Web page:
StormReady Relationship; PE-Farmville Preparing To Prepare Together

Published 2:51 pm Tuesday, April 14, 2015

FARMVILLE — Prince Edward County and the Town of Farmville are preparing to weather any storm together.

And, if the relationship encounters hazards, the joint Local Emergency Planning Committee (LEPC) the two localities are moving toward will provide a mutual, coordinated response to that as well.

During a joint meeting last month the board of supervisors and town council signaled their openness to partner in the National Weather Service’s (NWS) StormReady Community program, in addition to forming the joint LEPC.

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Discussions between Town Manager Gerald Spates, County Administrator Wade Bartlett and Assistant County Administrator Sarah Puckett preceded the joint meeting and it was Puckett who briefed the two governing bodies on both proposals.

Neither project is expected to incur any out-of-pocket expense—other than for weather band radios—requiring staff time only, according to Puckett, who framed the projects as “opportunities for the Town and the County to work together.”

Both jurisdictions have their own LEPC, the committees called for across the nation in the wake of the Bhopal, India disaster in 1984 that saw more then half a million people exposed to the methyl isocyanate gas and other chemicals; thousands were killed and more than 500,000 injured.

The LEPCs primarily revolve around how communities track and provide information to their citizens about chemical hazards, Puckett told them.

But, she said, “there are opportunities to expand that program and make your LEPCs what’s considered all hazards. So it’s not just chemical hazards, it’s every hazard your community may face.”

The joint LEPC would easily follow the contours of a landscape that already sees a great deal of cooperation and mutual aid among emergency responders and law enforcement officers, she noted.

“Our law enforcement agencies probably respond to mutual aid requests, if not daily, at least weekly,” Puckett said. “And our fire and EMS agencies cross political jurisdictional boundaries without even giving them a thought.

“So we believe that the creation of a joint Farmville-Prince Edward LEPC will improve the coordination, communication, planning and response for the citizens of Prince Edward County and the Town of Farmville in the event there was an incident,” Puckett told the two governing bodies.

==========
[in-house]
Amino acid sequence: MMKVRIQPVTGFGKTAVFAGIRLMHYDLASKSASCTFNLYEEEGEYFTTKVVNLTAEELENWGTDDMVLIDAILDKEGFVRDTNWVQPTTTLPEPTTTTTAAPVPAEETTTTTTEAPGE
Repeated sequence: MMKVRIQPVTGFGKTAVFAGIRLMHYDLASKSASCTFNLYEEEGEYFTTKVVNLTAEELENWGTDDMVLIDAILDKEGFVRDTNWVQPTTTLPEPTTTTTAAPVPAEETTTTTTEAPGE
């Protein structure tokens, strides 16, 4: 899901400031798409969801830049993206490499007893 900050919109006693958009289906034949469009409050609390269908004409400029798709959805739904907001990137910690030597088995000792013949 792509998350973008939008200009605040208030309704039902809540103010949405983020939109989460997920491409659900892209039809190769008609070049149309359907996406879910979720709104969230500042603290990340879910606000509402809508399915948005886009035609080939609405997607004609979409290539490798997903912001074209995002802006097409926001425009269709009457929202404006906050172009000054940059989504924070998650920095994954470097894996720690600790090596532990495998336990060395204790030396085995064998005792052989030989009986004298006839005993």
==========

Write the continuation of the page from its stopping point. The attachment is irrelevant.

This past winter saw the Town and County coordinate shelter information in response to snow and severe cold, so those seeds have already been sown.

“Doing the joint LEPC will further enhance the opportunity for us to better coordinate emergency response,” Puckett said.

The StormReady Community program is based on the same foundation and mission.

“Ninety-five percent of this program is, again, packaging resources that our community already has in a way that better coordinates those resources,” she pointed out.

The NWS program is targeted at the fact that nearly 90 percent of all presidentially declared disasters in the US are weather-related, killing approximately 500 people annually and creating nearly $14 billion in damage.

“So, to help communities better prepare and mitigate the effects of extreme weather-related events, the National Weather Service has created this program called the StormReady Community,” Puckett said.

The only likely expense is the required weather band radios that are required for locations such as the courthouse, the 911 centers and schools.

Puckett said the both Longwood University and Hampden-Sydney College are interested in participating with the County and Town in the StormReady Community program.

The NWS promotes these advantages:

Improved timeliness and effectiveness of hazardous weather warnings for the public.

Detailed and clear recommendations that will help local emergency managers establish and improve effective hazardous weather operations.

Help ensure communities are prepared for other civil emergencies.

“From tornadoes to tsunamis, floods to winter storms, and wildfires to hurricanes, your community will be better prepared knowing they have the best possible chance of being warned before a weather disaster strikes,” the NWS states in printed material Puckett provided to supervisors and council members.

Both the joint LEPC and the StormReady Community program require formal action to participate.

“From town council’s side,” Mayor David E. Whitus told Puckett, “if you and Gerry and Wade would get together and bring us something it would be great.”

Board chairman Howard Simpson echoed that request for the board of supervisors.